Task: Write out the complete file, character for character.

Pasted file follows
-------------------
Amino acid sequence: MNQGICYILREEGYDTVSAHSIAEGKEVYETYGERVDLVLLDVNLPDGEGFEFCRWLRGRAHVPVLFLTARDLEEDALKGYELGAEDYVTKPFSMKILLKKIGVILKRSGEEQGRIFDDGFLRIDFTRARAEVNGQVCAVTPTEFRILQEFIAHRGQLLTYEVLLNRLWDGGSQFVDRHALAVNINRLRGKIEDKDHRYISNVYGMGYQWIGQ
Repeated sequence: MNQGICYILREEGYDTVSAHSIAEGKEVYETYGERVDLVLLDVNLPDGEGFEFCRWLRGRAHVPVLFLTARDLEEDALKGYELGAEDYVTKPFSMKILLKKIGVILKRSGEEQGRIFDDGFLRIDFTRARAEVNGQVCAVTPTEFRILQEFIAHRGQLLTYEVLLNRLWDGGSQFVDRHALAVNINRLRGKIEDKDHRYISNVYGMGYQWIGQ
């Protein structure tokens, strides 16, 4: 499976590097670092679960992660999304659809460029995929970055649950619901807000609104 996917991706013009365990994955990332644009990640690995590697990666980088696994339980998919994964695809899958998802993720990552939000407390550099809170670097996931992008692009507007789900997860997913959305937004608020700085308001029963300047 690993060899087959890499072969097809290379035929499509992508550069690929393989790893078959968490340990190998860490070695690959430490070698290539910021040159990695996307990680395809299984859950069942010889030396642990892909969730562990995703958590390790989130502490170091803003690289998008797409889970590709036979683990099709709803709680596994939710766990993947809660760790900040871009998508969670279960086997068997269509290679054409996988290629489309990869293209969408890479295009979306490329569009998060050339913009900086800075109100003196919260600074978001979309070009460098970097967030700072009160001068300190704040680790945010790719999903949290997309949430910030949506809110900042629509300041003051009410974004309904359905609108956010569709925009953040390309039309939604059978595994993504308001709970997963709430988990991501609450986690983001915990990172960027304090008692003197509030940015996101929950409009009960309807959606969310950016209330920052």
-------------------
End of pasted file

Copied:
Amino acid sequence: MNQGICYILREEGYDTVSAHSIAEGKEVYETYGERVDLVLLDVNLPDGEGFEFCRWLRGRAHVPVLFLTARDLEEDALKGYELGAEDYVTKPFSMKILLKKIGVILKRSGEEQGRIFDDGFLRIDFTRARAEVNGQVCAVTPTEFRILQEFIAHRGQLLTYEVLLNRLWDGGSQFVDRHALAVNINRLRGKIEDKDHRYISNVYGMGYQWIGQ
Repeated sequence: MNQGICYILREEGYDTVSAHSIAEGKEVYETYGERVDLVLLDVNLPDGEGFEFCRWLRGRAHVPVLFLTARDLEEDALKGYELGAEDYVTKPFSMKILLKKIGVILKRSGEEQGRIFDDGFLRIDFTRARAEVNGQVCAVTPTEFRILQEFIAHRGQLLTYEVLLNRLWDGGSQFVDRHALAVNINRLRGKIEDKDHRYISNVYGMGYQWIGQ
């Protein structure tokens, strides 16, 4: 499976590097670092679960992660999304659809460029995929970055649950619901807000609104 996917991706013009365990994955990332644009990640690995590697990666980088696994339980998919994964695809899958998802993720990552939000407390550099809170670097996931992008692009507007789900997860997913959305937004608020700085308001029963300047 690993060899087959890499072969097809290379035929499509992508550069690929393989790893078959968490340990190998860490070695690959430490070698290539910021040159990695996307990680395809299984859950069942010889030396642990892909969730562990995703958590390790989130502490170091803003690289998008797409889970590709036979683990099709709803709680596994939710766990993947809660760790900040871009998508969670279960086997068997269509290679054409996988290629489309990869293209969408890479295009979306490329569009998060050339913009900086800075109100003196919260600074978001979309070009460098970097967030700072009160001068300190704040680790945010790719999903949290997309949430910030949506809110900042629509300041003051009410974004309904359905609108956010569709925009953040390309039309939604059978595994993504308001709970997963709430988990991501609450986690983001915990990172960027304090008692003197509030940015996101929950409009009960309807959606969310950016209330920052």